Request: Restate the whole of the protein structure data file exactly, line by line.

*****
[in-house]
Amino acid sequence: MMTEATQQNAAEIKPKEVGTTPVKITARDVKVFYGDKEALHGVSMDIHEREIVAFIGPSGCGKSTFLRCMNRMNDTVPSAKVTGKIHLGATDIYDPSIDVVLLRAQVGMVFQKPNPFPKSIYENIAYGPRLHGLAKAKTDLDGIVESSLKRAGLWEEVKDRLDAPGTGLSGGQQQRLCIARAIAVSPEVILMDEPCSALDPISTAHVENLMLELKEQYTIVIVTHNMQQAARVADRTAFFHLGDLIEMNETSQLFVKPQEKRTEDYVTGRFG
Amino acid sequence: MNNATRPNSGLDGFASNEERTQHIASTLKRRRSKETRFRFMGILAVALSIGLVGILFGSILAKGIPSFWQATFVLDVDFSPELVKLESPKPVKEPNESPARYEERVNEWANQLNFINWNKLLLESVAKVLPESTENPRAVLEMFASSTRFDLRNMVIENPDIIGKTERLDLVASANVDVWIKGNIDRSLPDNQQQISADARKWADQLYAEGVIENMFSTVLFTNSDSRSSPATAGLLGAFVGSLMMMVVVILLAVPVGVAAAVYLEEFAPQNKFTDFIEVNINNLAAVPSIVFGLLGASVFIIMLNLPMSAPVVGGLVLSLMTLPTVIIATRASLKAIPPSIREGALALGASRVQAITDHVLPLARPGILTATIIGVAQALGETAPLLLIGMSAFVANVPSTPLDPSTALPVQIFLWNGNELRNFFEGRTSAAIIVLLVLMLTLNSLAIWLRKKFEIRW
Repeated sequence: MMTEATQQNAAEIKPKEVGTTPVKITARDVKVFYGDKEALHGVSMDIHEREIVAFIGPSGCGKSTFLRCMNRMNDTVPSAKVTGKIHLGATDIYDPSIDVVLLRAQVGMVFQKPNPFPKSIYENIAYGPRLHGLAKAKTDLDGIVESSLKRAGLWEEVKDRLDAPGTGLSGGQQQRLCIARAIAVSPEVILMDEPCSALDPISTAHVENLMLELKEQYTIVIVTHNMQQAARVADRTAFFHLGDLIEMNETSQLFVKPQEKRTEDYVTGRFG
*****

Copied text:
[in-house]
Amino acid sequence: MMTEATQQNAAEIKPKEVGTTPVKITARDVKVFYGDKEALHGVSMDIHEREIVAFIGPSGCGKSTFLRCMNRMNDTVPSAKVTGKIHLGATDIYDPSIDVVLLRAQVGMVFQKPNPFPKSIYENIAYGPRLHGLAKAKTDLDGIVESSLKRAGLWEEVKDRLDAPGTGLSGGQQQRLCIARAIAVSPEVILMDEPCSALDPISTAHVENLMLELKEQYTIVIVTHNMQQAARVADRTAFFHLGDLIEMNETSQLFVKPQEKRTEDYVTGRFG
Amino acid sequence: MNNATRPNSGLDGFASNEERTQHIASTLKRRRSKETRFRFMGILAVALSIGLVGILFGSILAKGIPSFWQATFVLDVDFSPELVKLESPKPVKEPNESPARYEERVNEWANQLNFINWNKLLLESVAKVLPESTENPRAVLEMFASSTRFDLRNMVIENPDIIGKTERLDLVASANVDVWIKGNIDRSLPDNQQQISADARKWADQLYAEGVIENMFSTVLFTNSDSRSSPATAGLLGAFVGSLMMMVVVILLAVPVGVAAAVYLEEFAPQNKFTDFIEVNINNLAAVPSIVFGLLGASVFIIMLNLPMSAPVVGGLVLSLMTLPTVIIATRASLKAIPPSIREGALALGASRVQAITDHVLPLARPGILTATIIGVAQALGETAPLLLIGMSAFVANVPSTPLDPSTALPVQIFLWNGNELRNFFEGRTSAAIIVLLVLMLTLNSLAIWLRKKFEIRW
Repeated sequence: MMTEATQQNAAEIKPKEVGTTPVKITARDVKVFYGDKEALHGVSMDIHEREIVAFIGPSGCGKSTFLRCMNRMNDTVPSAKVTGKIHLGATDIYDPSIDVVLLRAQVGMVFQKPNPFPKSIYENIAYGPRLHGLAKAKTDLDGIVESSLKRAGLWEEVKDRLDAPGTGLSGGQQQRLCIARAIAVSPEVILMDEPCSALDPISTAHVENLMLELKEQYTIVIVTHNMQQAARVADRTAFFHLGDLIEMNETSQLFVKPQEKRTEDYVTGRFG